Wednesday, July 13, 2011

Crime stops paying

I suppose you could say this is another case of the middle class falling back into poverty:  or more hopefully: changing careers.

There is a general consensus that hard times bring crime.  The general consensus has not been correct for this particular downturn.  Flashmobs aside (they used to call it wilding) the trend toward lower overall crime has continued through the downturn.
It is a complex subject, but I have always felt that the fact that we have started locking up more people within the cohort that tends to commit crimes is somewhat of a factor, but that the bigger factor is that technology has improved the effective punishment rate to where crime simply does not pay.  As an example, the once common crime of pick pocketing (link NYT), is almost gone.
One area that has somewhat resisted this trend is drug trafficking.   With some of the more organized criminal operations involved, they have at times used technology to their advantage; creating new products, and finding novel methods of smuggling.
Apparently however, the drug trade has not been immune to the downturn: at least not everywhere.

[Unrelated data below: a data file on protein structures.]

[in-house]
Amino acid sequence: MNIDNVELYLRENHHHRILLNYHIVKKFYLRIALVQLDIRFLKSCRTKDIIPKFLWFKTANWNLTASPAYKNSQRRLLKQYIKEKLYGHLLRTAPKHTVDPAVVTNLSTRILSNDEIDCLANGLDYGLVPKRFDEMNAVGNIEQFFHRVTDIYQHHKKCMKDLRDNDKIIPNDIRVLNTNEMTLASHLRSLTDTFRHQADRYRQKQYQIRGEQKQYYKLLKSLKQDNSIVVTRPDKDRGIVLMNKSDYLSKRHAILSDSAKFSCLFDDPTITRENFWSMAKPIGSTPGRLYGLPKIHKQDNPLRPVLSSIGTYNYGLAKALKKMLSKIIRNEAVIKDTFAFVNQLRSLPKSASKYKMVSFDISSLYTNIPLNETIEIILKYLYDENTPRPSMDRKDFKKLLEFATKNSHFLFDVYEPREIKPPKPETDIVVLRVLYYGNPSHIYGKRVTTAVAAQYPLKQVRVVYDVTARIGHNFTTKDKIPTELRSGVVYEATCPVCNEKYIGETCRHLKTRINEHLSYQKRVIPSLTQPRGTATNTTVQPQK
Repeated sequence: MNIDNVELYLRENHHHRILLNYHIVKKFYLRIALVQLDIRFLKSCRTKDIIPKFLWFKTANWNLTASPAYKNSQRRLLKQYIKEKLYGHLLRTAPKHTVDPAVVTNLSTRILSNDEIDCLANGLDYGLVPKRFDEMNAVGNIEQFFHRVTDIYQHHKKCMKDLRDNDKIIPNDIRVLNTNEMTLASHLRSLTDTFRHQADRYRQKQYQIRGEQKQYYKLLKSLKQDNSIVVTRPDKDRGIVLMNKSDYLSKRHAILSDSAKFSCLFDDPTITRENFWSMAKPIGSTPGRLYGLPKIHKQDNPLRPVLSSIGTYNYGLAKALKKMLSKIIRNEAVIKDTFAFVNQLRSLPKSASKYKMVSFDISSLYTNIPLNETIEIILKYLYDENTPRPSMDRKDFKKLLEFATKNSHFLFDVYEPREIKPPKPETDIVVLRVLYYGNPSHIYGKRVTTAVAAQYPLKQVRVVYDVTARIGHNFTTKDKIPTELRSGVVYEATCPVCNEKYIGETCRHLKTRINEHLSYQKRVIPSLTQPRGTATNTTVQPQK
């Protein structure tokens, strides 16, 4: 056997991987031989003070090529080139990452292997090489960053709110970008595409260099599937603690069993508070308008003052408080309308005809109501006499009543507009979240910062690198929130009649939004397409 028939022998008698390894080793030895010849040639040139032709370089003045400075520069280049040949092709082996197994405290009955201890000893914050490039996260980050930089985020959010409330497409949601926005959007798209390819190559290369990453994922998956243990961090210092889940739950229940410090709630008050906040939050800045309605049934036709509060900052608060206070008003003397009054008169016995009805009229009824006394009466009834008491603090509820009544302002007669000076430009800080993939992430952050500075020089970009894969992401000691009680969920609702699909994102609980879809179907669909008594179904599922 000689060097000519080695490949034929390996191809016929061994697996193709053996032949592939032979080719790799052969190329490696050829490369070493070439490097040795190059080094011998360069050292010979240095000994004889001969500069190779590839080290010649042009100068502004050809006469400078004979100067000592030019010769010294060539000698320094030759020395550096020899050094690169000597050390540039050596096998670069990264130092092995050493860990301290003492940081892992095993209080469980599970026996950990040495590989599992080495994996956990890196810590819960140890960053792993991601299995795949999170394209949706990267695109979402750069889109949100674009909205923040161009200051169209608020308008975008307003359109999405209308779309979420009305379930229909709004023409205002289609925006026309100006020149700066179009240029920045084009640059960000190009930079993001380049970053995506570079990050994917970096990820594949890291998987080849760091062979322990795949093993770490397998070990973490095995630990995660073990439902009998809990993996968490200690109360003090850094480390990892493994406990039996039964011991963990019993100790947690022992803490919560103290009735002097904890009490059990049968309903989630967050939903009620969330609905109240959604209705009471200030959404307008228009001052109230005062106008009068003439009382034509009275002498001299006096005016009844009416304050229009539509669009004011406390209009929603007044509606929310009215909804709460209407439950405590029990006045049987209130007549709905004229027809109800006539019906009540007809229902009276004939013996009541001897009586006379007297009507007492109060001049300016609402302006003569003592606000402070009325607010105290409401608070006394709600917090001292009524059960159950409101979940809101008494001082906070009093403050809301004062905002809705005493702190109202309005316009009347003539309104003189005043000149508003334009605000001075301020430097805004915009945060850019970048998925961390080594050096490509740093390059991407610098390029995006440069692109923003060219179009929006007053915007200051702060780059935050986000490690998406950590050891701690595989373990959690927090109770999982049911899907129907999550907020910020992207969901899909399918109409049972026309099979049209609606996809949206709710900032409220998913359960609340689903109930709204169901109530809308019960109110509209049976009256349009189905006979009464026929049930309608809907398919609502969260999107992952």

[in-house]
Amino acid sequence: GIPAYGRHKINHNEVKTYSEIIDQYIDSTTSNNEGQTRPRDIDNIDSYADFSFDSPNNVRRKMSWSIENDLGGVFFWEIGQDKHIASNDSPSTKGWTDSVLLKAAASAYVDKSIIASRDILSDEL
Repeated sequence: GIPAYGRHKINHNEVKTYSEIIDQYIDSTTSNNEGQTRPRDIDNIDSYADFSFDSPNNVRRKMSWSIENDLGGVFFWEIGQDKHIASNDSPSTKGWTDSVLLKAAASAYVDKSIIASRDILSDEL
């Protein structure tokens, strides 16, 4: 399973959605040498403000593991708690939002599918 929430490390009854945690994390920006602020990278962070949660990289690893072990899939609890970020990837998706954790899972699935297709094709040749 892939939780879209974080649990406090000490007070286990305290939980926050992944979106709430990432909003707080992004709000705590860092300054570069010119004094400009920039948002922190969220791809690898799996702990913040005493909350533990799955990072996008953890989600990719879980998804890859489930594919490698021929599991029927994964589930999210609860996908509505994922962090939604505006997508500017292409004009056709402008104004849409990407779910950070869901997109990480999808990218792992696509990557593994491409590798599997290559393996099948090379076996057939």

Conor Lally, Irish Times, 2 July 2011 (Hat tip:  MR).
After 15 years of market growth, drug gangs are struggling with collapsed consumer demand and a liquidity crisis…

Irish drug gangs have been contending with collapsed demand for almost three years. Drug seizures, which mirror trends in the overall drug market, are down from the peaks of 2007 and 2008, and drug-related arrests and shootings have both fallen dramatically.

After 15 years of huge growth the trade has crashed, alongside the wider economy. Stockbroking firms don’t report on the condition of the cocaine business, but crime data from a number of sources reveal that the drug trade has contracted significantly in the recession and is now just as distressed as the housing market.

Garda [Irish Police] sources point out that most people who use drugs do so for recreational reasons and are not addicted. “It means that when they have less money in their pockets to buy drugs, they are able to stop. And that’s what we’re seeing now all over the country,” says a senior garda.

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